Some South Island high country farmers have closed walking tracks on their land because too many tourists are causing problems.
One farmer has suggested charging people to use the walkways and using the money to fund toilets and other infrastructure.
Other farmers and landowners have complained they often have to clean up rubbish and other waste because of the lack of available facilities to cater for the growth in tourists.
The head of the Walking Access Commission, Eric Pyle, said about 100,000 people walk across their land each year, which has resulted in some problems for farming operations.
“We heard, for instance, from one farmer who had his lambs taken to the police station because the tourist think ‘ oh there‘s a lamb that‘s lost it‘s mother, we better take it in. Then the police rung up and said ‘ hey, we‘ve got one your lambs again,” and off he would go and get it. Now he can‘t lamb in that paddock.”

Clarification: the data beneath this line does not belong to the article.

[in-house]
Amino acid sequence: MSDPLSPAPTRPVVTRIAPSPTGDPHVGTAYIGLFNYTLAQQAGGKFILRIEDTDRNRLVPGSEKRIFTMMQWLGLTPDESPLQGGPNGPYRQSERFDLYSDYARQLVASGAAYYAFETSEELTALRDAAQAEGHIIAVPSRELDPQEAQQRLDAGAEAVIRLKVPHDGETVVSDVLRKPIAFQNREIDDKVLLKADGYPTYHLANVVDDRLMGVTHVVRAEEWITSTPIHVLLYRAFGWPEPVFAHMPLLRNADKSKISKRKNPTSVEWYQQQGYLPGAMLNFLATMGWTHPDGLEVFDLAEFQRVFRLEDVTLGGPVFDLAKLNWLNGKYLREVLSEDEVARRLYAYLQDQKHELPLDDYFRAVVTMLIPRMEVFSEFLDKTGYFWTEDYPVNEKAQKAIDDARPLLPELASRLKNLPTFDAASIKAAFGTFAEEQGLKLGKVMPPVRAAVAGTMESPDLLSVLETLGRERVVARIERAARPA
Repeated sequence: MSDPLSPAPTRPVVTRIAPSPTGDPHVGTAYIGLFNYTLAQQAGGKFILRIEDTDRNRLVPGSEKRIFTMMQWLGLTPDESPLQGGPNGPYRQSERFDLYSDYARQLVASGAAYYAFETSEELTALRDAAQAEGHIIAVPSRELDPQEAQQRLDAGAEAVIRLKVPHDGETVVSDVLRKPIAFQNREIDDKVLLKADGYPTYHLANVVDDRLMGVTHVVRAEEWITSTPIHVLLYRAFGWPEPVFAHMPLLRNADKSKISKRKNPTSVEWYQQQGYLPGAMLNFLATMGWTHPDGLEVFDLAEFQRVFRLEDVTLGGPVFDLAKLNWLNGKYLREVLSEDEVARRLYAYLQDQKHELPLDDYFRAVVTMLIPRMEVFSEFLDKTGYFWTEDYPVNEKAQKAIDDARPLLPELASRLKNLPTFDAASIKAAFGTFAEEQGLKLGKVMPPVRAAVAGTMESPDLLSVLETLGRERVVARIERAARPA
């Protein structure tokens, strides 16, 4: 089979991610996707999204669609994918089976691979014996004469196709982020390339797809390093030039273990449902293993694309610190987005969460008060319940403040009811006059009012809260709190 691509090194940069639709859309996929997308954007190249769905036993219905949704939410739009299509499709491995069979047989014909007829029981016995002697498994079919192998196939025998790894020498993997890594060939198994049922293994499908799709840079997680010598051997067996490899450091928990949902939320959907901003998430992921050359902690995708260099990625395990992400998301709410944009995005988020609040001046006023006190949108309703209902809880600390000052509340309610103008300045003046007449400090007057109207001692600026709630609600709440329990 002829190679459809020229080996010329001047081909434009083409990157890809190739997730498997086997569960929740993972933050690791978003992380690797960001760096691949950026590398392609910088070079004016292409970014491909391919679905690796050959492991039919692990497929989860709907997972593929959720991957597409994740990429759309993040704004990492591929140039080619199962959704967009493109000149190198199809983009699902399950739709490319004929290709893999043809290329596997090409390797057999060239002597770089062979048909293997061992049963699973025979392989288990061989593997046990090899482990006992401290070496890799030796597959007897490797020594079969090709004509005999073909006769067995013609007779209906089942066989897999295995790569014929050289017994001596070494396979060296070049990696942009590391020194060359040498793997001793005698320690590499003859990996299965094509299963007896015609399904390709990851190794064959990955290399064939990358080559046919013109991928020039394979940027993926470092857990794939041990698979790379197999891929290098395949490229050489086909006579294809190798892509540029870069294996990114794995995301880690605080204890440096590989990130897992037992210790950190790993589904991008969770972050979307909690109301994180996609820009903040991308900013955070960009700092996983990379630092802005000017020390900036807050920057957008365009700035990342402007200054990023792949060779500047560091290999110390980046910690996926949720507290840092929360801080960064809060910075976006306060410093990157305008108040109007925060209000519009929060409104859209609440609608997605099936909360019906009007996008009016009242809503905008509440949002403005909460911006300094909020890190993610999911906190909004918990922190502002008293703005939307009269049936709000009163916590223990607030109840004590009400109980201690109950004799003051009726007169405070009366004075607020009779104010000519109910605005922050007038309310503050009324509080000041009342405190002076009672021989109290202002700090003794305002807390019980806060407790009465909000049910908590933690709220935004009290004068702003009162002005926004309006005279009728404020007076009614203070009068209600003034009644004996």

The manager of Mount Aspiring Station, Randall Aspinall, said visitors should be charged to use the walkways.
“Essentially just a bit of a national strategy around how can we get the infrastructure that‘s required to handle this number of people, and ideally funding it through the visitors rather than through the tax payer base.”
The Walking Access Commission would now meet with local councils to discuss access strategies for the whole of the South Island.